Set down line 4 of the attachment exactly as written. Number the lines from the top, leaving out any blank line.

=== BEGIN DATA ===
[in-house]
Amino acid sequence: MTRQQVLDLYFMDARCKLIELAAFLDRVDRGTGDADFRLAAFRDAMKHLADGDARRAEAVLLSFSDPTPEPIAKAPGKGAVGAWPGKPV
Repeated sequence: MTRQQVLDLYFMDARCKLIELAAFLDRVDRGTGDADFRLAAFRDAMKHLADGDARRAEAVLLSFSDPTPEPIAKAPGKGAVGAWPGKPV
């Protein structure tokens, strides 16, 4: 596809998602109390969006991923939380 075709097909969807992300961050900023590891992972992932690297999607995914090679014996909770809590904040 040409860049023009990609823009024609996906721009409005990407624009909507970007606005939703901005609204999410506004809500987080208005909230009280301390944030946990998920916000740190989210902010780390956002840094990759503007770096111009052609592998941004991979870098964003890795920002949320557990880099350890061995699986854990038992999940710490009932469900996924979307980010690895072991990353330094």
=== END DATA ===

């Protein structure tokens, strides 16, 4: 596809998602109390969006991923939380 075709097909969807992300961050900023590891992972992932690297999607995914090679014996909770809590904040 040409860049023009990609823009024609996906721009409005990407624009909507970007606005939703901005609204999410506004809500987080208005909230009280301390944030946990998920916000740190989210902010780390956002840094990759503007770096111009052609592998941004991979870098964003890795920002949320557990880099350890061995699986854990038992999940710490009932469900996924979307980010690895072991990353330094």